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Front. Physiol., 27 April 2022
Sec. Respiratory Physiology and Pathophysiology
This article is part of the Research Topic Elevated Carbon Dioxide Sensing and Physiologic Effects View all 8 articles

Editorial: Elevated Carbon Dioxide Sensing and Physiologic Effects

  • 1School of Medicine and Conway Institute of Biomolecular and Biomedical Research, University College Dublin, Dublin, Ireland
  • 2Division of Thoracic Surgery, Feinberg School of Medicine, Northwestern University, Chicago, IL, United States
  • 3Division of Pulmonary and Critical Care Medicine, Feinberg School of Medicine, Northwestern University, Chicago, IL, United States
  • 4Department of Internal Medicine, Member of the German Center for Lung Research (DZL), Justus Liebig University, Universities of Giessen and Marburg Lung Center (UGMLC), Giessen, Germany
  • 5The Cardio-Pulmonary Institute (CPI), Giessen, Germany
  • 6Institute for Lung Health (ILH), Giessen, Germany

Hypercapnia, an elevated level of carbon dioxide (CO2) in blood and tissue, is similarly to hypoxemia a fundamental gas exchange disturbance and is a hallmark of various pulmonary diseases (Vadász et al., 2012). Although hypoxia and hypoxemia have been very much in the focus of biological and clinical research in the last decades, much less attention has been afforded to hypercapnia. It is well known that CO2 is a product of cellular oxidative respiration, and is primarily eliminated in mammals by the lungs. CO2 homeostasis is indispensable for life, whereas alterations in CO2 concentrations are sensed by cells, initiating specific signaling events (Cummins et al., 2020). In this Research Topic contributed by an international consortium of researchers, in forms of original research manuscripts, reviews and perspectives, several novel or most recently discovered aspects of CO2 sensing and signaling mechanisms are covered. Here, we briefly summarize some of the main findings and themes discussed in the articles and outline some potential future directions for the field.

Original Research Papers

Gabrielli et al. presented a study on the mechanisms underpinning the endocytosis of the Na,K-ATPase via the ubiquitin pathway. The authors using buffered CO2 conditions equivalent 110 mmHg demonstrated TRAF2-dependent ubiquitination of lysine 5 and 7 on the β-subunit of the Na,K-ATPase under conditions of elevated CO2, downstream of PKC phosphorylation. TRAF2 is well known as an E3-ubiquitin ligase capable of facilitating K63 polyubiquitination, and also as a ubiquitin ligase important for NF-kappaB-dependent signaling cascades (Zhou et al., 2013). These findings linking hypercapnia and an E3-ubiquitin ligase are of particular interest given the recent findings by the Cann group in Durham University implicating ubiquitin itself as a direct target for post-translational carboxylation (Linthwaite et al., 2021).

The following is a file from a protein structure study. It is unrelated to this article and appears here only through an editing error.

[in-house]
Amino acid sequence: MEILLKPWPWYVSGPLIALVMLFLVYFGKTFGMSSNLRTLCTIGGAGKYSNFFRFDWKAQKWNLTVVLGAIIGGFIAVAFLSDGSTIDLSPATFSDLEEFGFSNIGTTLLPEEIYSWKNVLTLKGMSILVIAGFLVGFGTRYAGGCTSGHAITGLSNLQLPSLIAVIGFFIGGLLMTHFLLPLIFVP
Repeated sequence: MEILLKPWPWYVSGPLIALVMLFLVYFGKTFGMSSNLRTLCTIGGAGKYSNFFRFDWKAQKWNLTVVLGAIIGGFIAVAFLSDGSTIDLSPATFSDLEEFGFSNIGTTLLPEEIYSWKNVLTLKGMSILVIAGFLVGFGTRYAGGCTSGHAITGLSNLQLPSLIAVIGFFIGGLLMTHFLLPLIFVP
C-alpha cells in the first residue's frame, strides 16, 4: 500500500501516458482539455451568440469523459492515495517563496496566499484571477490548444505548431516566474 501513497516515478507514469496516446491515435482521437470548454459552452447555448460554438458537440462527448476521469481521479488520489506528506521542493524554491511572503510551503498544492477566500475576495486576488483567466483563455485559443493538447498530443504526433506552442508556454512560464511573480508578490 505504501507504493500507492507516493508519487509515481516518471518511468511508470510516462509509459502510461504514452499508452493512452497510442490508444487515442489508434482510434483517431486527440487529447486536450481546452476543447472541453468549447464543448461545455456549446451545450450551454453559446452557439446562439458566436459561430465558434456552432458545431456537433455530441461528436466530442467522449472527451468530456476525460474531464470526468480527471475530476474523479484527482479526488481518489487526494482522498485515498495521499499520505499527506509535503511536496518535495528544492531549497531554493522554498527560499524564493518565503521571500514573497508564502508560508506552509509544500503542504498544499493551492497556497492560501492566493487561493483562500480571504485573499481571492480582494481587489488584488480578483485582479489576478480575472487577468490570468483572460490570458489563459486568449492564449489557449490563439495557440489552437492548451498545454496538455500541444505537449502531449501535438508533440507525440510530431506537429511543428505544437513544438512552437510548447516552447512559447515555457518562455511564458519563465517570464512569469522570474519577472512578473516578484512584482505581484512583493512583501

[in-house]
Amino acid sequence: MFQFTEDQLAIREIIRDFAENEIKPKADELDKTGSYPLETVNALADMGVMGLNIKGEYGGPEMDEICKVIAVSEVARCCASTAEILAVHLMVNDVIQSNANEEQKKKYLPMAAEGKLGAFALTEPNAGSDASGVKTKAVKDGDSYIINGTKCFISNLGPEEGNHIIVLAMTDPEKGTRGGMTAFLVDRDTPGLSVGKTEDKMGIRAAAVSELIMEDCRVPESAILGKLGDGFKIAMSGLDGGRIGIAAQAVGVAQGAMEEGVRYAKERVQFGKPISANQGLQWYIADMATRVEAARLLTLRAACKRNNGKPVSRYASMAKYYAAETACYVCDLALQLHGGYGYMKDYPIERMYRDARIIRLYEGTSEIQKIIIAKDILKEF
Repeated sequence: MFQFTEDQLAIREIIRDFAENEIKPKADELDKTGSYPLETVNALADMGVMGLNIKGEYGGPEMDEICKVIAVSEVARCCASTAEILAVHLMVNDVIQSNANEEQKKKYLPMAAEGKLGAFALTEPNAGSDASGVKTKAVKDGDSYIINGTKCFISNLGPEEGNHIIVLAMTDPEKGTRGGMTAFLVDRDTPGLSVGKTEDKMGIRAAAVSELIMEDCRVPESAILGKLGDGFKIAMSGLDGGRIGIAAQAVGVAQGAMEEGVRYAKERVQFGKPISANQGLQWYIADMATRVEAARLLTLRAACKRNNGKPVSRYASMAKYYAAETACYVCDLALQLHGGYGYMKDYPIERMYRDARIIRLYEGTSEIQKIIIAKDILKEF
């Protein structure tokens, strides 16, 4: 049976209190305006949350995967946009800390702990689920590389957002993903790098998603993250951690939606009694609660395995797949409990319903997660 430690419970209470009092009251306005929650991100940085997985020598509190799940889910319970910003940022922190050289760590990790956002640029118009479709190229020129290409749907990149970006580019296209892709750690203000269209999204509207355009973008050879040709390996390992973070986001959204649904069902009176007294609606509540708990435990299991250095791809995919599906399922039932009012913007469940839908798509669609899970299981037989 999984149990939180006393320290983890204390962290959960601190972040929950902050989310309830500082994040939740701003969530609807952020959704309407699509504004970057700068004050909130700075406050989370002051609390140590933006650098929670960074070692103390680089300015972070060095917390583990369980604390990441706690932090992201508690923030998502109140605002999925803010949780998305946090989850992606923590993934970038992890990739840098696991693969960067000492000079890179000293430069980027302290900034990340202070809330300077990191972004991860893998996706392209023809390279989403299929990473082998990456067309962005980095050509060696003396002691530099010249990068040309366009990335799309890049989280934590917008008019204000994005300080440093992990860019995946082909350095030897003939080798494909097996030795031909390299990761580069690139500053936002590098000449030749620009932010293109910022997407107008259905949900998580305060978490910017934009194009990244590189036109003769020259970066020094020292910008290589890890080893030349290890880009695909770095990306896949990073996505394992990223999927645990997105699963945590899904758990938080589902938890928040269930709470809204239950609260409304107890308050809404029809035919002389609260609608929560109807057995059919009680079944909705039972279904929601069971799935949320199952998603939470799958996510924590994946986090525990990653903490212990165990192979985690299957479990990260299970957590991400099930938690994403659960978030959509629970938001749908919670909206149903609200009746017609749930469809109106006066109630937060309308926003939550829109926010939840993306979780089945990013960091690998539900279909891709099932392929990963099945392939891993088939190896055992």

Ceco et al. focused their research on the molecular mechanisms underpinning skeletal muscle function. Work from the Sznajder group has linked hypercapnia with airway smooth muscle and skeletal muscle dysfunction e.g., impaired function, differentiation, regeneration and recovery (Jaitovich et al., 2015; Shigemura et al., 2018; Shigemura and Sznajder, 2021). In this study, the authors investigated the metabolic phenotype of muscle exposed to hypercapnia and identified metabolic changes resulting in elevated fatty acid oxidation. Interestingly, use of an inhibitor of fatty acid shuttling, etomoxir, reversed the CO2-dependent phenotype. The authors proposed that hypercapnia “overloads” mitochondrial metabolism in skeletal muscle. Further work should reveal whether this metabolic phenotype unique to skeletal muscle or is more universal.

Üçpunar et al. focused their work on CO2 sensitivity and signaling in Drosophila. While Drosophila-based studies on CO2 sensitivity and sensing have traditionally focused on attraction to rotting fruit or elevated CO2 (van Breugel et al., 2018), instead this study focused on the response of Drosophila to current ambient atmospheric CO2 (400 ppm) compared to CO2-free air. Evidence from this study suggests that ambient levels of CO2 are sensed, and that the flies have a preference for levels of CO2 that are lower than our current environment. Thus, this paper raised the intriguing question as to how an odor (CO2) can be both attractive and aversive in the same animal. As part of the explanation, the authors proposed a circuit dependent on GR63a/GR21a for environmental preference to sub-atmospheric CO2 levels.